Design and setting: Retrospective analysis of all identified child homicides in NSW from 1991 to 2005, based on data on offenders and victims obtained from crime statistics, documents located by systematic searches of legal databases and media reports, and medicolegal reports of offenders who committed child homicides during psychotic illness.
Results: We located documents describing 165 homicides by 157 offenders. Fifty-nine deaths were a consequence of child abuse, including those of five children who died from methadone overdoses. Both the offenders and the victims in fatal child abuse were significantly younger than in other forms of child homicide. The courts found that 27 child homicides had been committed by 26 offenders during the acute phase of psychotic illness, and 15 of these offenders had never been treated with antipsychotic medication.
Conclusions: Earlier identification and treatment of psychotic illness in mothers, and changes in the way methadone is provided to opiate-dependent parents, might result in a small overall reduction in the number of child deaths. More lives could be saved by measures that reduce the incidence of child abuse, including the prohibition of corporal punishment of children.
Most child homicides are the result of the physical abuse of children,1 while others are associated with severe mental illness, anger arising from the breakdown of relationships, and a range of less common factors.2,3 In the 15 years between 1987 and 2001, 437 Australian children aged less than 15 years were victims of homicide, accounting for 1.5% of all child deaths and 9% of all homicides. The rate of homicide among infants aged less than 1 year is higher than rates among older children and adults. Australian children aged 0–4 years are about 50% more likely, and those aged 5–15 years are twice as likely, to die by homicide than children in the same age groups in the United Kingdom.4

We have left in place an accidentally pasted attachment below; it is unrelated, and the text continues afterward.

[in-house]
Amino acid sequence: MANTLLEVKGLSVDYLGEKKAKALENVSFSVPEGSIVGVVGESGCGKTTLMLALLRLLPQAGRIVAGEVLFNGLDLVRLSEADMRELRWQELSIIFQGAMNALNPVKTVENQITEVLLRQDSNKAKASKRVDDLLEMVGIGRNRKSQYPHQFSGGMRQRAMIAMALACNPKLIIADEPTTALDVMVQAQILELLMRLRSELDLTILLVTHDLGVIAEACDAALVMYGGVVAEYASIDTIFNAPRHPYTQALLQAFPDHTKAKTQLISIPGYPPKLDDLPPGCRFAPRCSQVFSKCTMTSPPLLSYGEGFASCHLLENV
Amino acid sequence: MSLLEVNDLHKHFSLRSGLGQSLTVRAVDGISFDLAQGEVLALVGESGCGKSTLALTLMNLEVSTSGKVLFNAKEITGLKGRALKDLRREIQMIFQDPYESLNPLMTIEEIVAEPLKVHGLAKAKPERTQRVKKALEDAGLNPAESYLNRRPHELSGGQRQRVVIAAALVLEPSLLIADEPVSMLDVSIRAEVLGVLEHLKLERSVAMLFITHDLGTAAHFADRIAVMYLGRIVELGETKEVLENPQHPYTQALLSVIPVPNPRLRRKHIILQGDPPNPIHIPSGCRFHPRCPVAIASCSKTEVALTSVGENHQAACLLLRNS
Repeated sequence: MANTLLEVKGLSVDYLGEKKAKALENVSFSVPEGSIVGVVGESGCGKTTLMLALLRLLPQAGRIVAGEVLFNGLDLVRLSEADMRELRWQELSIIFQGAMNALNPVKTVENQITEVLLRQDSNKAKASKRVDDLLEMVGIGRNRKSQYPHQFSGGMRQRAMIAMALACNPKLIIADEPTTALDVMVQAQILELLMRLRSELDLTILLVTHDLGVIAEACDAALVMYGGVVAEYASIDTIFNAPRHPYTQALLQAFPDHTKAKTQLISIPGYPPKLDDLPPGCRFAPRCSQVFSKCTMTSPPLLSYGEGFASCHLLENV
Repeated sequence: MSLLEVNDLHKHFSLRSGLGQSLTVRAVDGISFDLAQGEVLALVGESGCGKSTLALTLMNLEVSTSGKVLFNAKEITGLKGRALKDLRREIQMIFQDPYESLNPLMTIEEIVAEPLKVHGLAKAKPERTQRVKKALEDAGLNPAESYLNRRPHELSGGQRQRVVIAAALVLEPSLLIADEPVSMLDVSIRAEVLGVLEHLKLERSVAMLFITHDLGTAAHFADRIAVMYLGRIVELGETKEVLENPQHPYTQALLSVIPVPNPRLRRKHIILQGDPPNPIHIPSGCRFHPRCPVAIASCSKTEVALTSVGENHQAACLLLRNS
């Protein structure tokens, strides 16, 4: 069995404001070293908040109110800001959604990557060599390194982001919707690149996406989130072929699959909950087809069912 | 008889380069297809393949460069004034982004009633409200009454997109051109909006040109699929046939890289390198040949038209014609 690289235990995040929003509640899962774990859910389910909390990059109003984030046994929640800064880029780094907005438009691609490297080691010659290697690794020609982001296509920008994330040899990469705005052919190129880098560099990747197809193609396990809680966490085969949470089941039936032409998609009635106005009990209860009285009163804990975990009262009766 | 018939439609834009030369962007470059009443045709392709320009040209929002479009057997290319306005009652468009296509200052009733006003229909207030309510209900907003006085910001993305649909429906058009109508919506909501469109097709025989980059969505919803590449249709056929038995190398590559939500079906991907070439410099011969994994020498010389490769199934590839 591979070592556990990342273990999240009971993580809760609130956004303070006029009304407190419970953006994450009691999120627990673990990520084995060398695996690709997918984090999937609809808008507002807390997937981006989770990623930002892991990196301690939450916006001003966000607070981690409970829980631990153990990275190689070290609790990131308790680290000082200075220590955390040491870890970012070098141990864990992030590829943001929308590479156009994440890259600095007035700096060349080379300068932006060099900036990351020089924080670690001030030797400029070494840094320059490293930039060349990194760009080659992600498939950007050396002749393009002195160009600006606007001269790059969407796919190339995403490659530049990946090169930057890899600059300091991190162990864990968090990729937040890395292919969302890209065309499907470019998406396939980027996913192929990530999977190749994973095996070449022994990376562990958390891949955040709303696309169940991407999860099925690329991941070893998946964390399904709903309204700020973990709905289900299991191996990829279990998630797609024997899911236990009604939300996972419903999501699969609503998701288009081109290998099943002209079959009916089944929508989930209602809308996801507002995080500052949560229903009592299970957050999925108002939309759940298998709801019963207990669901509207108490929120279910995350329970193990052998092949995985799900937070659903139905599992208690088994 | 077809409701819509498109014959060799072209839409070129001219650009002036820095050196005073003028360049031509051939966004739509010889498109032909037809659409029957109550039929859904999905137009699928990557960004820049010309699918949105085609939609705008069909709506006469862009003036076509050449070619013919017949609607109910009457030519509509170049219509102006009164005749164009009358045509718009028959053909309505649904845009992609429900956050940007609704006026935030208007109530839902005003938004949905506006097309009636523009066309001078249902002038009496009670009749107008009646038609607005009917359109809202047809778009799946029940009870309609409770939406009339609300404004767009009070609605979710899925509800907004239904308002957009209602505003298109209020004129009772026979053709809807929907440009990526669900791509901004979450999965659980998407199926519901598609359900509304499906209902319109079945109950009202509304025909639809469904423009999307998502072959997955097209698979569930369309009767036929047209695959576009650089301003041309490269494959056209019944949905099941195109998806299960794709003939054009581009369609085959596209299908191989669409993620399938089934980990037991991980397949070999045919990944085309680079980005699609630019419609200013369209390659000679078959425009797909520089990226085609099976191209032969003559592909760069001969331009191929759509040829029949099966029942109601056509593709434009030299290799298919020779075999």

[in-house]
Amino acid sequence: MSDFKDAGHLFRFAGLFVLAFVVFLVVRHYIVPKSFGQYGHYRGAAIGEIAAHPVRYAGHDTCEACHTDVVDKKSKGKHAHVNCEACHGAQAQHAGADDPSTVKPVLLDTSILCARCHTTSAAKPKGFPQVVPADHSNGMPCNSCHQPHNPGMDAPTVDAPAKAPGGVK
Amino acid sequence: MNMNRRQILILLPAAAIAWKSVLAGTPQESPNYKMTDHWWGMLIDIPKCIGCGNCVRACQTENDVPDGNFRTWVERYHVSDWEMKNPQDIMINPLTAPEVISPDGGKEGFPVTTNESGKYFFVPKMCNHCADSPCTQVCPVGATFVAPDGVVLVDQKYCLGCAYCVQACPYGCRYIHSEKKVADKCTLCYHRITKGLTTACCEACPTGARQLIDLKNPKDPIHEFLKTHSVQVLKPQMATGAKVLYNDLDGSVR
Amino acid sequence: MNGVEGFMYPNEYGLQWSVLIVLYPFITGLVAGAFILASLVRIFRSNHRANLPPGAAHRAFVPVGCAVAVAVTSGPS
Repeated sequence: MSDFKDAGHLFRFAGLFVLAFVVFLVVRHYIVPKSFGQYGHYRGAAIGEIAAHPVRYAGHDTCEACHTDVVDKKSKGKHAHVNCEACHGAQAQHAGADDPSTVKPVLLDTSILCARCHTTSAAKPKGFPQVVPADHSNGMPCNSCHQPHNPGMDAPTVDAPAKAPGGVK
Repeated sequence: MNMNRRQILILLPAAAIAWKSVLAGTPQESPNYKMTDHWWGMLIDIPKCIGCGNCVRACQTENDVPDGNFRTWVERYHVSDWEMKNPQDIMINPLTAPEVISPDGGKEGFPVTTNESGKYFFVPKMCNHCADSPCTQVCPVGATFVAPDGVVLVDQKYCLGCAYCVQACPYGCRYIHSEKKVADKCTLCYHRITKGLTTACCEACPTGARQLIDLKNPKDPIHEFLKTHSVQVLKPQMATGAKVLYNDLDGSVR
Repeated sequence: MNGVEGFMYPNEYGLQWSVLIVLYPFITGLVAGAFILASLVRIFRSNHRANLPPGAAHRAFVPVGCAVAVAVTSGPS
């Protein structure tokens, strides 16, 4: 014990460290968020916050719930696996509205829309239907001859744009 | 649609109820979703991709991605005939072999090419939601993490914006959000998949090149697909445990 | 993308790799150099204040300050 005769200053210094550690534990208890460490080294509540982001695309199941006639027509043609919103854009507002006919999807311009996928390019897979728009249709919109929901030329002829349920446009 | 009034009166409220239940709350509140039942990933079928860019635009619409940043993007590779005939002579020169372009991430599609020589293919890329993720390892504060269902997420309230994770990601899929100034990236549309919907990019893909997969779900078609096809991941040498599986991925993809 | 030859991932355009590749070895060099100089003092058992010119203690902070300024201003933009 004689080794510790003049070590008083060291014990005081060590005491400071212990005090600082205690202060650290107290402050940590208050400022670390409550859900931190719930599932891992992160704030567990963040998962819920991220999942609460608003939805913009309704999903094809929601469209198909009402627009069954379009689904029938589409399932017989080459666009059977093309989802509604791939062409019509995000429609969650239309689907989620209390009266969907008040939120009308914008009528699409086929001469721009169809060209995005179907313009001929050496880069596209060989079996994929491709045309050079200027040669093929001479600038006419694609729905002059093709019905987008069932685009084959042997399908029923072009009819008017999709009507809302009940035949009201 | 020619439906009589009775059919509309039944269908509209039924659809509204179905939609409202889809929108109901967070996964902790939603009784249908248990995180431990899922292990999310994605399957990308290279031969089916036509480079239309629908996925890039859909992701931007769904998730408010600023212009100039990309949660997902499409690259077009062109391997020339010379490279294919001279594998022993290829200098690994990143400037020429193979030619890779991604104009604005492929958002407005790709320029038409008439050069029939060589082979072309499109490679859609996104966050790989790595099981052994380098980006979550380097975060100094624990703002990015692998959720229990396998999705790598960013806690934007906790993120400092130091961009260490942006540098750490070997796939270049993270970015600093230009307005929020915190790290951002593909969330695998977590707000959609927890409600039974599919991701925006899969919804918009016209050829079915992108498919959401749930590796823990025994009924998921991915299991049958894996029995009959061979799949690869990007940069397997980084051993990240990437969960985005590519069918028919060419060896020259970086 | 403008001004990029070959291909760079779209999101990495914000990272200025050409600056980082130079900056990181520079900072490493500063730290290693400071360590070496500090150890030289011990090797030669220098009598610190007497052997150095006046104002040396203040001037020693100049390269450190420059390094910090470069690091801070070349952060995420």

Child homicide refers to the deaths from another’s deliberate actions of children aged under 18 years, while infant homicide refers to homicide of children aged less than 1 year. Several systems have been proposed to classify child homicide. The New South Wales Child Death Review Team (CDRT) has developed a simple classification: (i) deaths arising from non-accidental injury; (ii) deaths caused by parents affected by mental illness; (iii) deaths arising from family breakdown; and (iv) killings of teenagers.5,6 Other recognised classifications include the categories of infanticide (usually defined as the killing of an infant by a mentally ill mother), mercy killings, homicides associated with sexual assault, child homicide–suicide, child killings incidental to adult crimes, and the rare cases of children killing other children.7,8
The NSW Bureau of Crime Statistics and Research (BOCSAR) reports 159 homicides of people under the age of 18 in the 15 years from 1 January 1991 to 31 December 2005, but does not provide information about the circumstances of the deaths (Fiona Cotsell, Statistical Services Manager, BOCSAR, personal communication). We obtained legal documents describing 120 child homicides in this period from an examination of 3372 court documents located on LexisNexis9 and Australasian Legal Information Institute10 databases using the terms “murder OR manslaughter OR homicide AND child OR infant OR son OR daughter OR adolescent OR teenage OR teenager OR 1–17 years of age OR 1–17 years old OR 1–18 months of age”. Manual searches of published lists of offenders located a further 10 cases.11-15
Searches of the Sydney Morning Herald (SMH) archives (searched through the Dow Jones Factiva website http://factiva.com/) located media reports of 142 child homicides, including 122 of those located by earlier searches. The SMH cases included two coroner’s cases, seven homicide–suicides, and six unsolved homicides for which no court documents would be expected. The SMH reports led to the discovery of legal documents for a further 15 cases. Legal documents could not be located for three cases identified by the SMH searches that were the subject of legal proceedings, including one case subject to a suppression order and one homicide in the course of a police operation.